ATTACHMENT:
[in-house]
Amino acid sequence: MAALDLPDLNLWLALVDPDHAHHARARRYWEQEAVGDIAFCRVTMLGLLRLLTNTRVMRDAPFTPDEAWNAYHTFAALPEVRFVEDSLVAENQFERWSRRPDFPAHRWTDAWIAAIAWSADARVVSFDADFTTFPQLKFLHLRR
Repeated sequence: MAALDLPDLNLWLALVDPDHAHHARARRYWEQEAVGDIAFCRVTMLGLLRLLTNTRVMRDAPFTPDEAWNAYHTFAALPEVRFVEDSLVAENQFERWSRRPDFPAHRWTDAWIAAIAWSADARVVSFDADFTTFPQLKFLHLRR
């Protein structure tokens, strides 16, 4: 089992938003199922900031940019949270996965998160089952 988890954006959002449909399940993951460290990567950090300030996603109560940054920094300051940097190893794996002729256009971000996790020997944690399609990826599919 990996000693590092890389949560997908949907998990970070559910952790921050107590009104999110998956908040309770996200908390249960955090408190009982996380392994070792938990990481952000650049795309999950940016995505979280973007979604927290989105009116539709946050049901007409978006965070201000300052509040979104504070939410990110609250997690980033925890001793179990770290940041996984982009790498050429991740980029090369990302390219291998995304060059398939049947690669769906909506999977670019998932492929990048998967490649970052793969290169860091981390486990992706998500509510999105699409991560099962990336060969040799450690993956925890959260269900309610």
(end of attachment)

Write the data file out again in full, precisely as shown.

[in-house]
Amino acid sequence: MAALDLPDLNLWLALVDPDHAHHARARRYWEQEAVGDIAFCRVTMLGLLRLLTNTRVMRDAPFTPDEAWNAYHTFAALPEVRFVEDSLVAENQFERWSRRPDFPAHRWTDAWIAAIAWSADARVVSFDADFTTFPQLKFLHLRR
Repeated sequence: MAALDLPDLNLWLALVDPDHAHHARARRYWEQEAVGDIAFCRVTMLGLLRLLTNTRVMRDAPFTPDEAWNAYHTFAALPEVRFVEDSLVAENQFERWSRRPDFPAHRWTDAWIAAIAWSADARVVSFDADFTTFPQLKFLHLRR
């Protein structure tokens, strides 16, 4: 089992938003199922900031940019949270996965998160089952 988890954006959002449909399940993951460290990567950090300030996603109560940054920094300051940097190893794996002729256009971000996790020997944690399609990826599919 990996000693590092890389949560997908949907998990970070559910952790921050107590009104999110998956908040309770996200908390249960955090408190009982996380392994070792938990990481952000650049795309999950940016995505979280973007979604927290989105009116539709946050049901007409978006965070201000300052509040979104504070939410990110609250997690980033925890001793179990770290940041996984982009790498050429991740980029090369990302390219291998995304060059398939049947690669769906909506999977670019998932492929990048998967490649970052793969290169860091981390486990992706998500509510999105699409991560099962990336060969040799450690993956925890959260269900309610």